1. The first step is to open up the Google Play Store app on your end. It should be an easy code to track, given the presence of the “Search” option in the ChromeOS interface.
2. Once the Play Store app is all fired up, the next step is to look for the Dropbox app using the in-app search bar. Type in “Dropbox” and press the “Enter” key to the next step.
3. As soon as you complete the next step, you will be taken straight to the official installation page of the Dropbox app. There’s going to be a vividly apparent “Install” button there. Click on it to begin the download.
4. The installation should conclude in a couple of minutes. Once done, head over to the launcher section of the ChromeOS user interface to find the Dropbox app installed there.
- On a side note, some of the apps that you see in the image above are Google Chat and Opera – the world’s first alternate browser for Chromebooks.
That brings an end to the first half of the tutorial here. We’ll now access this recently installed Dropbox application on the Chromebook and integrate it with the Files Manager app.
Signing into Dropbox
Click on the Dropbox application to move forward from this point onward. We now need to sign in to Dropbox with the Google account logged into our Chromebook. That way, you’ll be able to integrate Dropbox with the “Files” app on ChromeOS.
After launching the application, the following is what you’ll see. Click “Sign in with Google” to get to the next step. A prompt will appear on your end, allowing you to select the relevant Google account that’s currently in use by your Chromebook as well. Choose the correct option to advance.
After the initial sign-in, a confirmation screen will appear on your Chromebook, making sure you willingly allow the Dropbox app to access your Google account. Click on “Allow” here to get to the next step.
After allowing the Dropbox app to access your Google account, you will now need to tend to the Dropbox app itself in terms of a Dropbox account. If you don’t have one already, the system will automatically detect that you need to create a new account. Click on the appropriate option, as shown in the screenshot below, to get to the next step.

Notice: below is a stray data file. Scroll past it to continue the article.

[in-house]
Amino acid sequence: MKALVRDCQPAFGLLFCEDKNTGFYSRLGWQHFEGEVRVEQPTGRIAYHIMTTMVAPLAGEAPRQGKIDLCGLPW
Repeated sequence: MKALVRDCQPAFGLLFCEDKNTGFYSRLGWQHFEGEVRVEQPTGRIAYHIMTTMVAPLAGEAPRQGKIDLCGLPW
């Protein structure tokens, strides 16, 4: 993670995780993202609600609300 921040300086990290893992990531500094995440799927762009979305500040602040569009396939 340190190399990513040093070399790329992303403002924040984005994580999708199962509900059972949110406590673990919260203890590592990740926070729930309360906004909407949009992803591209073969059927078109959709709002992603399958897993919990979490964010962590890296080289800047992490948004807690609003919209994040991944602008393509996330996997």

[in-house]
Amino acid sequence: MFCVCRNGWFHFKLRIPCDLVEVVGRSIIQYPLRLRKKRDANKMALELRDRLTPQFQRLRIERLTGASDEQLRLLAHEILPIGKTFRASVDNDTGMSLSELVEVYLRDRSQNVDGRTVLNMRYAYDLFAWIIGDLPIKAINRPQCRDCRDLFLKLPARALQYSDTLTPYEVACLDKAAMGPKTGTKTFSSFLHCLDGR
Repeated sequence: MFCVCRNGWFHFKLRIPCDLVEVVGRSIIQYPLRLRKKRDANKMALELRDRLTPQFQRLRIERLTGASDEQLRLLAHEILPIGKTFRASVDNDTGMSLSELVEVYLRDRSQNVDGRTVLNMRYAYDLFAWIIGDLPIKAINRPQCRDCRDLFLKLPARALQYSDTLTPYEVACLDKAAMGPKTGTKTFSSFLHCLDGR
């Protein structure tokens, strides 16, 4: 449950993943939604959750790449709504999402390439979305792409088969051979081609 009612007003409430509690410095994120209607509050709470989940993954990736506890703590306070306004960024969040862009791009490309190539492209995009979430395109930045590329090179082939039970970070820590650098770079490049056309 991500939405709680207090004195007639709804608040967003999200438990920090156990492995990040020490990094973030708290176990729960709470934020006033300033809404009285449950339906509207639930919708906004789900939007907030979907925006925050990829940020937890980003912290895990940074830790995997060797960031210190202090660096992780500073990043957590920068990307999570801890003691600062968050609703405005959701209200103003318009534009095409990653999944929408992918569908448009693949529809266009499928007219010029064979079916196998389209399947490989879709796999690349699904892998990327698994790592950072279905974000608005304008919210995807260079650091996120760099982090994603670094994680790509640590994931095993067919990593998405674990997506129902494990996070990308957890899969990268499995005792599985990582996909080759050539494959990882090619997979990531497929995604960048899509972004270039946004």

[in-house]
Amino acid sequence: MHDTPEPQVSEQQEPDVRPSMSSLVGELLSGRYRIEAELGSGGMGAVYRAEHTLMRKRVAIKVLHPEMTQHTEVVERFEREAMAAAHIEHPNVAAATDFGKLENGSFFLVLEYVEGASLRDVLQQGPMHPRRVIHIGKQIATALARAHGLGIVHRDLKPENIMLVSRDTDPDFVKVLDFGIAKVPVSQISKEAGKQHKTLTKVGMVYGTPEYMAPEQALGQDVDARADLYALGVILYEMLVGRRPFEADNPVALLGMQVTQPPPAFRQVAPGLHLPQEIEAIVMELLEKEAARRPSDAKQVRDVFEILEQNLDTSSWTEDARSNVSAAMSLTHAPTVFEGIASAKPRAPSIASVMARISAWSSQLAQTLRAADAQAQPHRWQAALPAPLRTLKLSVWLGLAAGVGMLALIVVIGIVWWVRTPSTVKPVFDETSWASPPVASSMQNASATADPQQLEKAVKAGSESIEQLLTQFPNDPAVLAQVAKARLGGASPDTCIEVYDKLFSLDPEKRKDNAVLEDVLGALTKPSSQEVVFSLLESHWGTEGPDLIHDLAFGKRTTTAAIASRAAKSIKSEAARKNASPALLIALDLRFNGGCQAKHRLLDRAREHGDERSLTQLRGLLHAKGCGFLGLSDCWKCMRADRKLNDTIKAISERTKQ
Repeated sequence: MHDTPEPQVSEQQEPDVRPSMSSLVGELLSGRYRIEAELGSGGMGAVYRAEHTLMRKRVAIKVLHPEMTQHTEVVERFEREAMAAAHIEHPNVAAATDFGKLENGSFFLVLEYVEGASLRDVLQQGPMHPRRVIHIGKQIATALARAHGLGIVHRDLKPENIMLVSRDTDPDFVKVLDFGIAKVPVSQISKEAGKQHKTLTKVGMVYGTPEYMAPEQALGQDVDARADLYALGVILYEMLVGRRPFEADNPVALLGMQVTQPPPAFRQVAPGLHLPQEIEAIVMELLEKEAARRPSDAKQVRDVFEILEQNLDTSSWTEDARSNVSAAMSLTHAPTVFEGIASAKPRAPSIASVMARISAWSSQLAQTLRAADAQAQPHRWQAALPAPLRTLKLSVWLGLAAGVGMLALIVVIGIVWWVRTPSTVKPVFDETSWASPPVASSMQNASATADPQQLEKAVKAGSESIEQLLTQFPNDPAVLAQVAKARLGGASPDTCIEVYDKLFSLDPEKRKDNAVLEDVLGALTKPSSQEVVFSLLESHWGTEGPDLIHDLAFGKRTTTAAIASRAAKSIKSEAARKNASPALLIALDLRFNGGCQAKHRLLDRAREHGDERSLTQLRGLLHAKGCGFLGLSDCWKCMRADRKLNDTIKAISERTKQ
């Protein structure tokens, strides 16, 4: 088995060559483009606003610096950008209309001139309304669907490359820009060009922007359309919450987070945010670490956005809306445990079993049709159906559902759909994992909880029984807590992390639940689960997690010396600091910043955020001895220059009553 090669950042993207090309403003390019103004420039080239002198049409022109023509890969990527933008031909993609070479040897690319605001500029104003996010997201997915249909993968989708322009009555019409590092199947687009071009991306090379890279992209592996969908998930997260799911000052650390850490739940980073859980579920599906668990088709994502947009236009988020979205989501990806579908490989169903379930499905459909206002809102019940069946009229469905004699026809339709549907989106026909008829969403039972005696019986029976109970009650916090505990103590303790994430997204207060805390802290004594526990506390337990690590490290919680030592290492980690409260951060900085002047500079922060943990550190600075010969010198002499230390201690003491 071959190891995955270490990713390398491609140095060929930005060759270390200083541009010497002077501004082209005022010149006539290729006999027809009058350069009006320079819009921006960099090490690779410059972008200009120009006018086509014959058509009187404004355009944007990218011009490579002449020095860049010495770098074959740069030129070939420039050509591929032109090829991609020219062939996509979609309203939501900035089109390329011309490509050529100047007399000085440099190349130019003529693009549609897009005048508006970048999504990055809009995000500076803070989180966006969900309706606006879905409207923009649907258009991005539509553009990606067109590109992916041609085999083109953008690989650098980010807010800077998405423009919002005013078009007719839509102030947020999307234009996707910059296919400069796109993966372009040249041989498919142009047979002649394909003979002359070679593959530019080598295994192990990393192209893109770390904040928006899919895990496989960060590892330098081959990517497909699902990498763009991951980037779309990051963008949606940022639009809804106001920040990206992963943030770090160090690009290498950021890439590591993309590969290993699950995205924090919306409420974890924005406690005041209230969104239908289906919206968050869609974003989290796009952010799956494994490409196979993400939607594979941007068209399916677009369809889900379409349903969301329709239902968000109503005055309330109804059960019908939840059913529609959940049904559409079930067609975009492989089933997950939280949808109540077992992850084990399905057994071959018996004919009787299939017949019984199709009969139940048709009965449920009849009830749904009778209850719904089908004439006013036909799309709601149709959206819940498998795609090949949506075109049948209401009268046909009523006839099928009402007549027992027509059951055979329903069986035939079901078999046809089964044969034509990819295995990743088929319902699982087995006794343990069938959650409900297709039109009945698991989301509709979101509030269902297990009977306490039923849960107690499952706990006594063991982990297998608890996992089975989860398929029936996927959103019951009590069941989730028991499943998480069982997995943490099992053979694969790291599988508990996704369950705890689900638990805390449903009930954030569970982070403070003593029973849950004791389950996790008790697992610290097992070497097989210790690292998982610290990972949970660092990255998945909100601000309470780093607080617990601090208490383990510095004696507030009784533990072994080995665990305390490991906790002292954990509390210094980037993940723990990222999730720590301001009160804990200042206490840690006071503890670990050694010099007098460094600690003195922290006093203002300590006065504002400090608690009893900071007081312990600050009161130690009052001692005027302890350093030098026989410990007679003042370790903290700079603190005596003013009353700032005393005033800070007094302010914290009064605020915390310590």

After finishing up the registration for your Dropbox account, you will be taken to the menu screen of the Dropbox application. You can perform various actions from here, such as backing up your photos, scanning your documents, and even sharing files with others.
That’s about it for the second part of this tutorial! You can now integrate Dropbox into your Chromebook’s File Manager in the following subsection.
Adding Dropbox to the Chromebook File Manager
Last but not least, the final step here is to delve into your “Files” system application and find the Dropbox application already integrated there. You got that right! After completing the previous step successfully, you no longer have to do anything extra to get the Dropbox app folder to appear in your Chromebook’s File Manager.
Click on the “Files” app on your Chromebook’s shelf if you have it pinned there to launch the system utility and get the ball rolling here. You can also open the app from the launcher section so that you know.
After launching the “Files” app on your Chromebook, focus on the side panel to the left. You’ll discover that there’s a dedicated Dropbox folder sitting in your Chromebook’s File Manager app now. Click on it to access your Dropbox account’s uploads painlessly.
You’ve finally arrived at the article’s conclusion, having gone through the three subsections associated with the tutorial. The instructions have been laid out, as promised, in an easy-to-comprehend format, so there’s more or less a guarantee of successful results at this point.
ChromeOS doesn’t only sport the added expanse of Google Drive and lets you integrate another first-rate cloud-based storage application called Dropbox. We’ve detailed a guide on that subject alone, so you shouldn’t be facing any trouble setting up Dropbox with your Chromebook’s File Manager app.
Do let us know in the comments section ahead whether you found the write-up useful for your cause. As always, Chrome Ready wishes you good luck!